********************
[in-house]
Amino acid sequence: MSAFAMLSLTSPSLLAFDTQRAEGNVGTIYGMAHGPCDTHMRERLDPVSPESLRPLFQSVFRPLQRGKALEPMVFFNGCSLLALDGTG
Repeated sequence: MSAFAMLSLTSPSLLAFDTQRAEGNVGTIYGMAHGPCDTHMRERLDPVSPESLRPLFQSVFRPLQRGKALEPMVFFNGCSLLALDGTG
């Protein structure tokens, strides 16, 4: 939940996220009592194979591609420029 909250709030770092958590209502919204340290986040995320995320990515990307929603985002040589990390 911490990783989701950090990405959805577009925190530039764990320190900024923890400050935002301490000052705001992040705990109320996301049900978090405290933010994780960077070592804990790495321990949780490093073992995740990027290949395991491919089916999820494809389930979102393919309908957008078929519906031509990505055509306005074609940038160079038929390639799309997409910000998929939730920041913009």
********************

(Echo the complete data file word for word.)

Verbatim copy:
[in-house]
Amino acid sequence: MSAFAMLSLTSPSLLAFDTQRAEGNVGTIYGMAHGPCDTHMRERLDPVSPESLRPLFQSVFRPLQRGKALEPMVFFNGCSLLALDGTG
Repeated sequence: MSAFAMLSLTSPSLLAFDTQRAEGNVGTIYGMAHGPCDTHMRERLDPVSPESLRPLFQSVFRPLQRGKALEPMVFFNGCSLLALDGTG
């Protein structure tokens, strides 16, 4: 939940996220009592194979591609420029 909250709030770092958590209502919204340290986040995320995320990515990307929603985002040589990390 911490990783989701950090990405959805577009925190530039764990320190900024923890400050935002301490000052705001992040705990109320996301049900978090405290933010994780960077070592804990790495321990949780490093073992995740990027290949395991491919089916999820494809389930979102393919309908957008078929519906031509990505055509306005074609940038160079038929390639799309997409910000998929939730920041913009």